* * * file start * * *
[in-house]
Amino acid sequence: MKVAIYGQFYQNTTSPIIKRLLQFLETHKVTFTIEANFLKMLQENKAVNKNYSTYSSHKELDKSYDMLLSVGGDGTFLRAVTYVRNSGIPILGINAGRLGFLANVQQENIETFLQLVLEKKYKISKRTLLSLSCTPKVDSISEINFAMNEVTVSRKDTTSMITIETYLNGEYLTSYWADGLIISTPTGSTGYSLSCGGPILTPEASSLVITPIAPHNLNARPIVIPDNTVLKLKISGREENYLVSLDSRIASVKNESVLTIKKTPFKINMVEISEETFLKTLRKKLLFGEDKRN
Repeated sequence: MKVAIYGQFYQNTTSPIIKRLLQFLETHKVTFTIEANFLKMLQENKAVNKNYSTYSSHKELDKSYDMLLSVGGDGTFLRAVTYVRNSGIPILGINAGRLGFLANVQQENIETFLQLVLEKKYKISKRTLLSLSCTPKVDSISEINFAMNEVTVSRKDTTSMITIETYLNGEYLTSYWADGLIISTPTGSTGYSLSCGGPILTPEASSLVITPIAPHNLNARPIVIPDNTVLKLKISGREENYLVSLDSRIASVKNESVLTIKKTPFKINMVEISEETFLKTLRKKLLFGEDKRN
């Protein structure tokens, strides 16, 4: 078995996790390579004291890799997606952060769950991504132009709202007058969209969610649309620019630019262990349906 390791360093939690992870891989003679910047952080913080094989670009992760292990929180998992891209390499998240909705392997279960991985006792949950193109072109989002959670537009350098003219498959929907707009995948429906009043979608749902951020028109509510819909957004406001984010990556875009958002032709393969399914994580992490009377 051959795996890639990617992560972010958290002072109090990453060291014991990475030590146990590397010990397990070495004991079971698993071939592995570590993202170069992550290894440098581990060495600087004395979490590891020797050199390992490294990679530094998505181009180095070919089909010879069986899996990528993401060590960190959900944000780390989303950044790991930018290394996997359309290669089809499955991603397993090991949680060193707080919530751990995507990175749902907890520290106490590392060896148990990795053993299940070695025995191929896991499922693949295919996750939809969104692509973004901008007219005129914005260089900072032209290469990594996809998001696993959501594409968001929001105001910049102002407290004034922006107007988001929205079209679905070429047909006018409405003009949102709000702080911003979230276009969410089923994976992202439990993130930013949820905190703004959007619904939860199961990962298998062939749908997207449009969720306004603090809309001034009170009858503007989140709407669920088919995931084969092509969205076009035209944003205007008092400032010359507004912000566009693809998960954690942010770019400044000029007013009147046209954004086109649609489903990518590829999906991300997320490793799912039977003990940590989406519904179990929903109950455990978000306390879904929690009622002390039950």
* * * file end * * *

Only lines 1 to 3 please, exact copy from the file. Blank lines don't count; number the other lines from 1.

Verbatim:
[in-house]
Amino acid sequence: MKVAIYGQFYQNTTSPIIKRLLQFLETHKVTFTIEANFLKMLQENKAVNKNYSTYSSHKELDKSYDMLLSVGGDGTFLRAVTYVRNSGIPILGINAGRLGFLANVQQENIETFLQLVLEKKYKISKRTLLSLSCTPKVDSISEINFAMNEVTVSRKDTTSMITIETYLNGEYLTSYWADGLIISTPTGSTGYSLSCGGPILTPEASSLVITPIAPHNLNARPIVIPDNTVLKLKISGREENYLVSLDSRIASVKNESVLTIKKTPFKINMVEISEETFLKTLRKKLLFGEDKRN
Repeated sequence: MKVAIYGQFYQNTTSPIIKRLLQFLETHKVTFTIEANFLKMLQENKAVNKNYSTYSSHKELDKSYDMLLSVGGDGTFLRAVTYVRNSGIPILGINAGRLGFLANVQQENIETFLQLVLEKKYKISKRTLLSLSCTPKVDSISEINFAMNEVTVSRKDTTSMITIETYLNGEYLTSYWADGLIISTPTGSTGYSLSCGGPILTPEASSLVITPIAPHNLNARPIVIPDNTVLKLKISGREENYLVSLDSRIASVKNESVLTIKKTPFKINMVEISEETFLKTLRKKLLFGEDKRN